September 09, 2012
Little Health Benefit From Organic Foods?

Organic isn't a ticket to great health.

STANFORD, Calif. You're in the supermarket eyeing a basket of sweet, juicy plums. You reach for the conventionally grown stone fruit, then decide to spring the extra $1/pound for its organic cousin. You figure you've just made the healthier decision by choosing the organic product but new findings from Stanford University cast some doubt on your thinking.

"There isn't much difference between organic and conventional foods, if you're an adult and making a decision based solely on your health," said Dena Bravata, MD, MS, the senior author of a paper comparing the nutrition of organic and non-organic foods, to be published in the Sept. 4 issue of Annals of Internal Medicine.

A team led by Bravata, a senior affiliate with Stanford's Center for Health Policy, and Crystal Smith-Spangler, MD, MS, an instructor in the school's Division of General Medical Disciplines and a physician-investigator at VA Palo Alto Health Care System, did the most comprehensive meta-analysis to date of existing studies comparing organic and conventional foods. They did not find strong evidence that organic foods are more nutritious or carry fewer health risks than conventional alternatives, though consumption of organic foods can reduce the risk of pesticide exposure.

My take: There's a real advantage to be gained from shifting away from eating cheaper less healthy non-organic foods toward more expensive and healthier non-organic foods. In particular, drop cheap grains in favor of more expensive fruits and vegetables. For fruits eat more berries, cherries, and dark grapes (darker have more good chemicals). Concentrations of polyphenols and other healthy compounds are higher in berries and cherries than in cheaper large fruits like bananas and peaches. Same for vegetables. Go for the ones with the richest colors (no worthless iceberg lettuce when you can go for arugula and radicchio instead) and smaller sizes.

So if you are limiting the quality of your food due to budget limits don't splurge on organic when you can splurge on strawberries, kiwis, and blackberries. Also, want to improve your root vegetable diet? Get some sweet potatoes. Lots of carotenoids and other beneficial chemicals.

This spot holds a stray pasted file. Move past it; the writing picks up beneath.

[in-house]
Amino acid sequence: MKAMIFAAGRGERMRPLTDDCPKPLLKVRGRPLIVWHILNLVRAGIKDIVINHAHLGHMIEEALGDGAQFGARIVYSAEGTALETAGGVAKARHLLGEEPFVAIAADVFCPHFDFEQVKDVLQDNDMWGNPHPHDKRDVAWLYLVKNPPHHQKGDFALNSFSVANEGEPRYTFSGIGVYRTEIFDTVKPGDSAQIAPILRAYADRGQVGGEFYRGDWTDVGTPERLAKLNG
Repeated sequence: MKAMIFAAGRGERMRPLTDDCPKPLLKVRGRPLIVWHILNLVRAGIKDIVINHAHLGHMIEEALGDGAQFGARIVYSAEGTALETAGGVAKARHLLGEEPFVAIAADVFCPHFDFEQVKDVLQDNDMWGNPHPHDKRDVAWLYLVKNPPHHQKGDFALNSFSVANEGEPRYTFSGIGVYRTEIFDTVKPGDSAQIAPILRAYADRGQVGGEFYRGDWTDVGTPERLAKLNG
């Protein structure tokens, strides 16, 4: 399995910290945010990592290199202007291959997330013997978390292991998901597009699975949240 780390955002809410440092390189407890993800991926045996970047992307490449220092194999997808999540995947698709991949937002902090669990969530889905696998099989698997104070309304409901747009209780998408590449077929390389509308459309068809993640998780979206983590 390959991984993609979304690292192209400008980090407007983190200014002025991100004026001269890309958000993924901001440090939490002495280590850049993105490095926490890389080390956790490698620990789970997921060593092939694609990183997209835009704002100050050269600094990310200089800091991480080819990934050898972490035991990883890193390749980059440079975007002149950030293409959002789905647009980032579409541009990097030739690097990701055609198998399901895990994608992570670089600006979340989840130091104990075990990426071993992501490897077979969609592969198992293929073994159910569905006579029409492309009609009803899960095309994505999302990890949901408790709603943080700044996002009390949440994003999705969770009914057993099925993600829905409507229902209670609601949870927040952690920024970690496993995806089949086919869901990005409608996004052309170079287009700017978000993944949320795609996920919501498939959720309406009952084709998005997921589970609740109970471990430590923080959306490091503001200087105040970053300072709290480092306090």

Share |      Randall Parker, 2012 September 09 05:18 PM  Aging Diet Studies

Fat Man said at September 9, 2012 6:40 PM:

Organic produce?

Yeah, right.

Let us say you are running a produce wholesaler, you have two boxes of apples. One has blemished apples, and one has unblemished apples.

Which one gets the organic sticker?

Are you people really that naive?

Aaron (halotek) said at September 9, 2012 7:29 PM:

Fat man, you can take what you said 2 ways. A producer might want to put the organic sticker on the blemished apples because people might still buy the organic one thinking that the process is more natural hense more blemishes. Or the producer might slap the label on the unblemished ones thinking he can command top dollar for one vs lesser for the blemished ones.

John said at September 10, 2012 1:00 AM:

By definition organic foods are supposed to be grown without pesticides. Therefore, when you buy the more expensive organic product you make a decision to avoid the potential long term cancer that can be caused by pesticides. For example, studies have found as many as ten different pesticides in apples, some of them even banned.
Pesticides safety quantities are based on the amount (of ONE pesticide) which gives cancer to rats, extrapolated to the average consumption of people (e.g. an apple a day). There are no studies about the long term effects of pesticides cocktails. So I'd rather not play the guinea pig.
The quoted study forgets that people don't buy organic foods for a higher vitamin content (organic farming cannot change the genetic background!). However, this is a good approach because it directs attention from the real issue.
Of course there it's important to consider also the issue of whether organic labels are properly audited to eliminate fraudulent labelling.
Finally, the question here is whether pesticides companies funded this study.

PacRim Jim said at September 10, 2012 10:36 AM:

There just could be a placebo effect.

DirkY said at September 17, 2012 1:02 AM:

I am too lazy to wash fruit properly so I buy organic fruit with edible skins but conventional bananas, waltermelon etc. Pesticides are most likely to cause cancer amoung those without other strong risk factors like obesity and smoking. Anything that is linked to cancer may also cause inflammation.

False labeling of organic food is a criminal offense in California.

Bee said at September 17, 2012 7:25 PM:

The dramatic drop in scientific reasoning on this blog is growing more notable ... The rational for organic foodsvis lame ... Reason is co-opted by feel good tummy bumps

Live And Eat Organic said at September 21, 2012 5:29 AM:

Can you please explain that Why people used to mention organic foods are only has little health benefits. If any specific reason then it's my pleasure to understand the truth behind organic foods.

Groat said at October 1, 2012 3:12 PM:

John: "(organic farming cannot change the genetic background!)."

Actually, one of the major points of organic food is that it isn't GMO, so yes, it does mean a different genetic background.

You might think I'm nitpicking, but to me it's the difference between buying organic or not. I'm not going to spend extra because people are scared of frankenpotatoes when it doesn't translate into a health difference. I would spend a little extra just to go pesticide free.

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